Celebrating the “enabling environment”

“From the palm streets of Sierra Leone to the fireworks of Boulder, we bring you an episode throbbing with life and contemplation. This time our exceptional production team highlight the work of 2010 Unreasonable Fellow Ben Lyon. Ben talks about his company FrontlineSMS:Credit which provides an effective technological bridge between mobile money providers and microfinance banking solutions to deliver state of the art financial services to the bottom of the pyramid consumers”.

This is a great video for a number of reasons. It captures Ben’s vision, ambition and spirit perfectly, and gives him an ideal platform to tell his own story in his own words.

Stories are increasingly important, and this was reinforced recently during my week with National Geographic (who always need more than just solid science to justify a magazine article or TV slot). The best way to resonate with others, and inspire, is to have a story and a passion which resonates and inspires. As Fried and Hansson put it in their recent book, “Inject what’s unique about the way you think into what you sell. Decommoditise your product. Make it something no-one else can offer”.

I met Ben through Josh Nesbit – Executive Director of FrontlineSMS:Medic – last June. That’s a little over a year ago. It’s incredible – and by no means unreasonable! – to see how far he’s got in such a short space of time, and with so little funding and resources (although that is rapidly changing). An early PC World article we pushed out was intended to generate some interest in his idea, but I think what’s happened since has surprised even Ben.

It’s also great to see the kind of support available to budding innovators and entrepreneurs today. When I started out in mobile in 2003 there was little by way of any genuine support network, and it was more a matter of everyone feeling their own way. Organisations such as the unreasonable institute now play an invaluable role identifying and nurturing young talent, and there’s very little doubt that many of the 2010 Fellows have got a great future ahead of them.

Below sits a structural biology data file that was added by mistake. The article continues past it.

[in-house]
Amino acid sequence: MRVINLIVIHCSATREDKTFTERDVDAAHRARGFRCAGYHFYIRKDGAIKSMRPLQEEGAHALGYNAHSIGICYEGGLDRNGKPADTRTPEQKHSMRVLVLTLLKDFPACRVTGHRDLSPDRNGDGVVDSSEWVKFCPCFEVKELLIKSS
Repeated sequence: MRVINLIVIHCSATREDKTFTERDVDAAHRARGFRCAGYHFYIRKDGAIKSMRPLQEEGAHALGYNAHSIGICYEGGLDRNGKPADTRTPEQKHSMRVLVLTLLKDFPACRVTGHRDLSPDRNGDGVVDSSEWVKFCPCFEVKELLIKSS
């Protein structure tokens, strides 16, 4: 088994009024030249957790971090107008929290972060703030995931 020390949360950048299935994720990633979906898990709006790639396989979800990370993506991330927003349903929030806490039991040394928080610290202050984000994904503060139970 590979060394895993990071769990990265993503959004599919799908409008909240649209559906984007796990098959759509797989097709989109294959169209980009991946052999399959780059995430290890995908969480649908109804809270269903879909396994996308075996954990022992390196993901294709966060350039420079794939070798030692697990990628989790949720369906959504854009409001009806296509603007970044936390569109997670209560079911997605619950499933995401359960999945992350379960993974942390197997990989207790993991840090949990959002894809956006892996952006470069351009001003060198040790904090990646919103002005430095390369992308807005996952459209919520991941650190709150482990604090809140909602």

The term “enabling environment” may be ambiguous and over-used, but there’s little doubt it could be applied here better than anywhere else.

Related posts:
Mechanics vs. motivation: The two faces of social innovation
Enabling the inspiration generation

Rethink. Reboot. Rework.

This is the book I’ve been waiting for for years. And it’s been a revelation in the few days I’ve had it. Broken down into largely single page ‘chapters’ – making it an incredibly easy read – it debunks many of the myths of running a business, of entrepreneurship, of innovation. What’s more, it’s written by doers, not talkers. I have plenty of time for doers.

Here are just a few of my favourite snippets from the “Rework” book:

“With so much failure in the world, you can’t help but breathe it in. Don’t inhale. Don’t get fooled by the stats. Other people’s failures are just that – other people’s failures”

“What do you really learn from mistakes? You might learn what not to do again, but how valuable is that? You still don’t know what you should do next”

“Ideas are cheap and plentiful. The real question is how well you execute”

“When you don’t know what you believe, everything becomes an argument”

“There’s a world of difference between truly standing for something and having a mission statement that says you stand for something”

“Great companies start in garages all the time. Yours can, too”

“Start a business, not a startup”

“If you’re successful, people will try to copy what you do. It’s just a fact of life. But there’s a great way to protect yourself from copycats – make you part of your product or service. Inject what’s unique about the way you think into what you sell. Decommoditise your product. Make it something no-one else can offer”

If you only buy one “business” book this year, make this it. Wonderful stuff.

Two “social mobile” related posts:
Social mobile: Myths and misconceptions
Mobile applications development: Observations